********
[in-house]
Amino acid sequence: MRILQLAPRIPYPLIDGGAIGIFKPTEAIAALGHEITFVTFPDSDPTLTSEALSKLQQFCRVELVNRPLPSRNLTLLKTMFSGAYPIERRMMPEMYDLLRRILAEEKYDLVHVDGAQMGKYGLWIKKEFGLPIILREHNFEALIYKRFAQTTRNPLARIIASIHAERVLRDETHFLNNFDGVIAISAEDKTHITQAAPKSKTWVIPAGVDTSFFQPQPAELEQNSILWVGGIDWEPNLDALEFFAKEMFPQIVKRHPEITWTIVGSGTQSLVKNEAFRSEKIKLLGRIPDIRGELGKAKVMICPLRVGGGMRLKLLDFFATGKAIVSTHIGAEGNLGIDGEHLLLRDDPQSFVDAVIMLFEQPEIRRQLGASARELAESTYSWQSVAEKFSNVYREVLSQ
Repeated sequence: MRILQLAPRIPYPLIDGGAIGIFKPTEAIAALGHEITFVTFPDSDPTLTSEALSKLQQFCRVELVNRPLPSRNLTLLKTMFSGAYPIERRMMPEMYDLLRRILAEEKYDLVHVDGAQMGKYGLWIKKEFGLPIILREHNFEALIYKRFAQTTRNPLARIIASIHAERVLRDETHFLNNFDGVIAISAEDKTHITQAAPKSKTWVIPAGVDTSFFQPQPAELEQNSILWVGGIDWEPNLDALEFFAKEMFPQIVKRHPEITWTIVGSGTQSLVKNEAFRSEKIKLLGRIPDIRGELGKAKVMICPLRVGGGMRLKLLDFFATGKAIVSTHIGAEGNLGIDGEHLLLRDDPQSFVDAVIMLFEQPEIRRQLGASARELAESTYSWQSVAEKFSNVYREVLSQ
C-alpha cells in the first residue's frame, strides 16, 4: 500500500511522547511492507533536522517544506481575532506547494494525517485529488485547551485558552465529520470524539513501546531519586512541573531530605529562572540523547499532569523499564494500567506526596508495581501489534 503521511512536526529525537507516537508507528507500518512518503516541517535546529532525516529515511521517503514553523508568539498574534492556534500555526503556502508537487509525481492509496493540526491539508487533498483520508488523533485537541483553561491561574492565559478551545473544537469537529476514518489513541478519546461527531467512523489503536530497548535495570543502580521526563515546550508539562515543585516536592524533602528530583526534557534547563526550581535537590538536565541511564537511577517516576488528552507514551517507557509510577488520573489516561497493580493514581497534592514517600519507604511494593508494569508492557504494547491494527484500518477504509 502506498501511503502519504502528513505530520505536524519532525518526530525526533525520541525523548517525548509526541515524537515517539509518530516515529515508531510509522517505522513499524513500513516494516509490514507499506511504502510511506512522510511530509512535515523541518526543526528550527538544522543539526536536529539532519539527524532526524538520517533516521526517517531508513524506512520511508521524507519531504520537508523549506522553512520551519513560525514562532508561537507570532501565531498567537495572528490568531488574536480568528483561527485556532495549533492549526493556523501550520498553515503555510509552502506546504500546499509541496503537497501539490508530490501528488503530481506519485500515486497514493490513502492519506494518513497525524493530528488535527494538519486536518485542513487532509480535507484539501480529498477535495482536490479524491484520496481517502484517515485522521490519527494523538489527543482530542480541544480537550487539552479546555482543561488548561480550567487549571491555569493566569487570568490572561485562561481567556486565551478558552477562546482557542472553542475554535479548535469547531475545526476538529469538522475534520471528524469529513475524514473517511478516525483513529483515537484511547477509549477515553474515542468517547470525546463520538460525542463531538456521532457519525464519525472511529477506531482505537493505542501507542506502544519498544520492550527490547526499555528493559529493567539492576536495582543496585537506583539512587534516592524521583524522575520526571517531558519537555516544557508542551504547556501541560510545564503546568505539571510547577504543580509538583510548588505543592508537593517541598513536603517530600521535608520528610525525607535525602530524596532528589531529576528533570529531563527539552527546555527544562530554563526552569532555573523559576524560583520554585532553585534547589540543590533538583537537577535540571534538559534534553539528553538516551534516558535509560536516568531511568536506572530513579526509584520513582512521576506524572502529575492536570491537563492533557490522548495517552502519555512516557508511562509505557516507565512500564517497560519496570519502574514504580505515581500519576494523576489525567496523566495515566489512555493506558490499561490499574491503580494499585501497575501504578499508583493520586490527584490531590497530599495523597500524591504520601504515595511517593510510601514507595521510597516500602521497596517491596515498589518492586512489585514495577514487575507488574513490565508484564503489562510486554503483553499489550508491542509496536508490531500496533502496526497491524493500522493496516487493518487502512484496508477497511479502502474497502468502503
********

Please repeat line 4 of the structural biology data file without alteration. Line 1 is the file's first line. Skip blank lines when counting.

C-alpha cells in the first residue's frame, strides 16, 4: 500500500511522547511492507533536522517544506481575532506547494494525517485529488485547551485558552465529520470524539513501546531519586512541573531530605529562572540523547499532569523499564494500567506526596508495581501489534 503521511512536526529525537507516537508507528507500518512518503516541517535546529532525516529515511521517503514553523508568539498574534492556534500555526503556502508537487509525481492509496493540526491539508487533498483520508488523533485537541483553561491561574492565559478551545473544537469537529476514518489513541478519546461527531467512523489503536530497548535495570543502580521526563515546550508539562515543585516536592524533602528530583526534557534547563526550581535537590538536565541511564537511577517516576488528552507514551517507557509510577488520573489516561497493580493514581497534592514517600519507604511494593508494569508492557504494547491494527484500518477504509 502506498501511503502519504502528513505530520505536524519532525518526530525526533525520541525523548517525548509526541515524537515517539509518530516515529515508531510509522517505522513499524513500513516494516509490514507499506511504502510511506512522510511530509512535515523541518526543526528550527538544522543539526536536529539532519539527524532526524538520517533516521526517517531508513524506512520511508521524507519531504520537508523549506522553512520551519513560525514562532508561537507570532501565531498567537495572528490568531488574536480568528483561527485556532495549533492549526493556523501550520498553515503555510509552502506546504500546499509541496503537497501539490508530490501528488503530481506519485500515486497514493490513502492519506494518513497525524493530528488535527494538519486536518485542513487532509480535507484539501480529498477535495482536490479524491484520496481517502484517515485522521490519527494523538489527543482530542480541544480537550487539552479546555482543561488548561480550567487549571491555569493566569487570568490572561485562561481567556486565551478558552477562546482557542472553542475554535479548535469547531475545526476538529469538522475534520471528524469529513475524514473517511478516525483513529483515537484511547477509549477515553474515542468517547470525546463520538460525542463531538456521532457519525464519525472511529477506531482505537493505542501507542506502544519498544520492550527490547526499555528493559529493567539492576536495582543496585537506583539512587534516592524521583524522575520526571517531558519537555516544557508542551504547556501541560510545564503546568505539571510547577504543580509538583510548588505543592508537593517541598513536603517530600521535608520528610525525607535525602530524596532528589531529576528533570529531563527539552527546555527544562530554563526552569532555573523559576524560583520554585532553585534547589540543590533538583537537577535540571534538559534534553539528553538516551534516558535509560536516568531511568536506572530513579526509584520513582512521576506524572502529575492536570491537563492533557490522548495517552502519555512516557508511562509505557516507565512500564517497560519496570519502574514504580505515581500519576494523576489525567496523566495515566489512555493506558490499561490499574491503580494499585501497575501504578499508583493520586490527584490531590497530599495523597500524591504520601504515595511517593510510601514507595521510597516500602521497596517491596515498589518492586512489585514495577514487575507488574513490565508484564503489562510486554503483553499489550508491542509496536508490531500496533502496526497491524493500522493496516487493518487502512484496508477497511479502502474497502468502503